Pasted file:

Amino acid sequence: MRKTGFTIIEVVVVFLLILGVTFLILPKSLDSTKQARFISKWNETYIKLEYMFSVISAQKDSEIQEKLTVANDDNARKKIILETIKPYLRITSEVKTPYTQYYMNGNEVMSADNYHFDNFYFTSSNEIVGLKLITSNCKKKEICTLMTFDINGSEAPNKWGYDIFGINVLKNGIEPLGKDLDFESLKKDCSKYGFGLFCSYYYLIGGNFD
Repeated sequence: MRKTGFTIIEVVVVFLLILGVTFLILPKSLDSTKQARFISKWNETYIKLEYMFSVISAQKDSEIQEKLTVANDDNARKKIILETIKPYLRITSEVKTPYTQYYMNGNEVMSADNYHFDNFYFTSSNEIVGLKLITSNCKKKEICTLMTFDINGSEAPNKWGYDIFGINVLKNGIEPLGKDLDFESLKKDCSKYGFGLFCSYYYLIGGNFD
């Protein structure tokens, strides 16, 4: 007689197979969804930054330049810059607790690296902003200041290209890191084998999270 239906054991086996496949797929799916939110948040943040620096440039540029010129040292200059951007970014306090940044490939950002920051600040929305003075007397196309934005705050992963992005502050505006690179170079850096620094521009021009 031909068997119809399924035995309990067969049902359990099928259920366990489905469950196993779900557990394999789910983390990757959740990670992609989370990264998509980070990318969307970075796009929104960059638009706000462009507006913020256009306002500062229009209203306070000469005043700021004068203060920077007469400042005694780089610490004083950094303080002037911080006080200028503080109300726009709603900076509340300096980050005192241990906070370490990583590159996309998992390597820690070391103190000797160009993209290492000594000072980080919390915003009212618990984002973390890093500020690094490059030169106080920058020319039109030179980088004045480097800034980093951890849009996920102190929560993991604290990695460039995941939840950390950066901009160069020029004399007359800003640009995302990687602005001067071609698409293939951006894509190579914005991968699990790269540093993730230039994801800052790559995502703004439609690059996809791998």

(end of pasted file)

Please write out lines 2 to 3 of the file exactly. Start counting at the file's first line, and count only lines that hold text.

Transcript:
Repeated sequence: MRKTGFTIIEVVVVFLLILGVTFLILPKSLDSTKQARFISKWNETYIKLEYMFSVISAQKDSEIQEKLTVANDDNARKKIILETIKPYLRITSEVKTPYTQYYMNGNEVMSADNYHFDNFYFTSSNEIVGLKLITSNCKKKEICTLMTFDINGSEAPNKWGYDIFGINVLKNGIEPLGKDLDFESLKKDCSKYGFGLFCSYYYLIGGNFD
């Protein structure tokens, strides 16, 4: 007689197979969804930054330049810059607790690296902003200041290209890191084998999270 239906054991086996496949797929799916939110948040943040620096440039540029010129040292200059951007970014306090940044490939950002920051600040929305003075007397196309934005705050992963992005502050505006690179170079850096620094521009021009 031909068997119809399924035995309990067969049902359990099928259920366990489905469950196993779900557990394999789910983390990757959740990670992609989370990264998509980070990318969307970075796009929104960059638009706000462009507006913020256009306002500062229009209203306070000469005043700021004068203060920077007469400042005694780089610490004083950094303080002037911080006080200028503080109300726009709603900076509340300096980050005192241990906070370490990583590159996309998992390597820690070391103190000797160009993209290492000594000072980080919390915003009212618990984002973390890093500020690094490059030169106080920058020319039109030179980088004045480097800034980093951890849009996920102190929560993991604290990695460039995941939840950390950066901009160069020029004399007359800003640009995302990687602005001067071609698409293939951006894509190579914005991968699990790269540093993730230039994801800052790559995502703004439609690059996809791998």